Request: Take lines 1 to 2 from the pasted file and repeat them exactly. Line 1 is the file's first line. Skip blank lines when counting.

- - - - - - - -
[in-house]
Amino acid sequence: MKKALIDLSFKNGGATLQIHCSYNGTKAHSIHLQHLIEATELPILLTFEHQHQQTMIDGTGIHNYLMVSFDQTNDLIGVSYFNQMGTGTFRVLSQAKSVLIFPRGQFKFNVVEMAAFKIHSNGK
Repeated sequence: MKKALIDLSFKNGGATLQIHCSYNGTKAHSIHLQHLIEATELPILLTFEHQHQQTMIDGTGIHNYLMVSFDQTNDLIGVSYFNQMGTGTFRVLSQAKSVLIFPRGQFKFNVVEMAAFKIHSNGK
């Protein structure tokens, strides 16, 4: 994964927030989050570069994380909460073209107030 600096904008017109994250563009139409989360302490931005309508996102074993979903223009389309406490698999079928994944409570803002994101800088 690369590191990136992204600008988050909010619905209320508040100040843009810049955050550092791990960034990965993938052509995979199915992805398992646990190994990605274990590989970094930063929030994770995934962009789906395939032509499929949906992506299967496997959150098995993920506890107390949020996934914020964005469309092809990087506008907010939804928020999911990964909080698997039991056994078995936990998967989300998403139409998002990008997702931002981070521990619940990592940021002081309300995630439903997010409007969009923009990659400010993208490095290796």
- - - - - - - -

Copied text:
[in-house]
Amino acid sequence: MKKALIDLSFKNGGATLQIHCSYNGTKAHSIHLQHLIEATELPILLTFEHQHQQTMIDGTGIHNYLMVSFDQTNDLIGVSYFNQMGTGTFRVLSQAKSVLIFPRGQFKFNVVEMAAFKIHSNGK